> > (just to rally votes) and "end corporate welfare", not to mention a
> > population that increasingly thinks it's "owed" something because it
> > exists, it's unlikely that the US will be saved from total economic
> > implosion.
> I don't believe that most Americans think they are "owed" anything, in
> fact I grew up in Europe and I amazed at the low level of expectations a
> lot of Americans have for returns in their investment in their own
> governmnent (taxes)
Hmmmm, I'm interested to know what you're expectations are. My wife and
I love to discuss this. She spent the first 20 years of her life across
> > I will never buy the "evil corporation" theory. Management teams are
> > obligated to make numbers or the board will kick them to the pavement.
> > Anybody who thinks that a corporation ships off jobs just to be assholes
> > is missing the point.
> The point is that they do not research other solutions, at any point those
> management "teams" look for the easiest solution, without any regards for
> past or future consecuencies. They do not do it because they are assholes,
> they do it because they lack the knowledge to actually do their job and
> find a real solution. As long as those management teams are as a
> "reaction" driven system, you might aswell replace them with trained
> monkeys because you will get the same result. At a much much much lower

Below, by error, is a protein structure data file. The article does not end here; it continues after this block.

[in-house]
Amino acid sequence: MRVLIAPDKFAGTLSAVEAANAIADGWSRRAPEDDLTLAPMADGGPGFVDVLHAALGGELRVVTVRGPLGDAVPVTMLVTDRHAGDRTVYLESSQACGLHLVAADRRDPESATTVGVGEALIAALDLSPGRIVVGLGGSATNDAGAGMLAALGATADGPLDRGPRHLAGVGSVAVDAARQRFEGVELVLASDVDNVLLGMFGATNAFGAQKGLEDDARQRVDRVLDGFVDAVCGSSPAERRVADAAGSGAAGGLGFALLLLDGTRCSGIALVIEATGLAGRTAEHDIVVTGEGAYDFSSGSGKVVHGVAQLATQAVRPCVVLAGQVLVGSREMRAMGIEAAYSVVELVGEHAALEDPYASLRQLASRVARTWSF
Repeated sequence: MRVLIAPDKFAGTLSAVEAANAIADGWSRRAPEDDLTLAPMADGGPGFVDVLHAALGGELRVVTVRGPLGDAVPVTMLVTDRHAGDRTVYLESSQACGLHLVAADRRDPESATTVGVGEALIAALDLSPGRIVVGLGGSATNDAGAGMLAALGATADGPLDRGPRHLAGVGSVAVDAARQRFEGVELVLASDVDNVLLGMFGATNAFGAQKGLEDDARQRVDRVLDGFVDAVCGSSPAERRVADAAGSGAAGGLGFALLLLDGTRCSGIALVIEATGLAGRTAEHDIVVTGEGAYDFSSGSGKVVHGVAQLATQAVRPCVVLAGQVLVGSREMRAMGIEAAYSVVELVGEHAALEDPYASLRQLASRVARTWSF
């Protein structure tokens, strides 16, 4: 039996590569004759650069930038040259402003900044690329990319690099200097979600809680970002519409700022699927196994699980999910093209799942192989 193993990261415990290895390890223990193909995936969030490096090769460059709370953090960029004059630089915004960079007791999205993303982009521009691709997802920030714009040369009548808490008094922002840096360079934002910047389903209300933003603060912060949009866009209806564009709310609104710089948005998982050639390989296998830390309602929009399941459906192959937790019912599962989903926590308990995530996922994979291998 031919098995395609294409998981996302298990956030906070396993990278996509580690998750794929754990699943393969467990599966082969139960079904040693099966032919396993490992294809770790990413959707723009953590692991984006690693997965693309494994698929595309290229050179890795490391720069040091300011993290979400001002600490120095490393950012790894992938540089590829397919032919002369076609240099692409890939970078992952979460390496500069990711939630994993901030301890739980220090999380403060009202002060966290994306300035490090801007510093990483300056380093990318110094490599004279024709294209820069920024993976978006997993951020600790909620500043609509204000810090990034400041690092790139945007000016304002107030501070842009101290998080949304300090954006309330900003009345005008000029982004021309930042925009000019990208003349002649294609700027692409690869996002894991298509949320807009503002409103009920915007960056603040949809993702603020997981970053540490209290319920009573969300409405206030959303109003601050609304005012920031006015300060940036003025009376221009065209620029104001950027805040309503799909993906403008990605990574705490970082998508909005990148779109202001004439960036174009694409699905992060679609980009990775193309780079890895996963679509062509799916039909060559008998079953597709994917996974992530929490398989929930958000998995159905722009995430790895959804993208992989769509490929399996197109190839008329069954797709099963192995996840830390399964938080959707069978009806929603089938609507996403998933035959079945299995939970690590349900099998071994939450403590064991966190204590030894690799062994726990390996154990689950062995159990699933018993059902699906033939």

> cost. IMHO... a management team's job is to MANAGE, not to REACT.
I agree. Again, the question... what are they reacting to? Is there a
deeper problem? Can we cure the problem instead of reacting back and
further perpetuating the chain reaction between government and business?
> Corporations are not evil per se, they are profit oriented... and
> sometimes they can get stuck in some "local" focii (max or min whatever
> you want to look at it). Hence regulation is indeed needed, in the same
> way I do not believe in invisible could beings, I sure as hell do not
> trust things to "invisible" hands... :) Also the problem is that
> corporations are viewed a simple profit driven entities, without any sort
> of expectations for social responsability. Profit and returns are not the
> only thing that should be expected from a corporation. In the same sense
> that "breeding and passing your genes" would not be the only expectation
> from an individual.
Perhaps we should just let government take over business entirely?
Government is sure to inject some morality and social responsibility
into the process! hehe (just kidding you)
> Unfortunately, people feel powerless to enact
> > change and wind up voting for people who's sole mission in life is to
> > transfer their voting base's economic strife into the pockets of
> > business. Business in turn transfers it back to all the working stiffs
> > and eventually leaves the state or even country and then there is less
> > working stiffs... so they go back to business and the whole cycle starts
> > over. It's sick really.
> My view is that when you mix inept politicians, with inept business
> managers, and throw a pinch of uneducated voting base... only bad things
> can happen.
I'll agree with this much.
Just as much of a problem is voters that have been *so* educated that
they cease thinking for themselves and spout out whatever they were told
by there parents or professors. Everybody does this to certain point,
it's the definition of childhood, but some people never grow up and take
a clear look around themselves to *really* decide what they see and how
they feel about it. That's the truly sad part... millions of educated,
working, go-getters who spout what they've been told and never think for
themselves. It's far more disturbing than "uneducated" people who
simply don't know any better.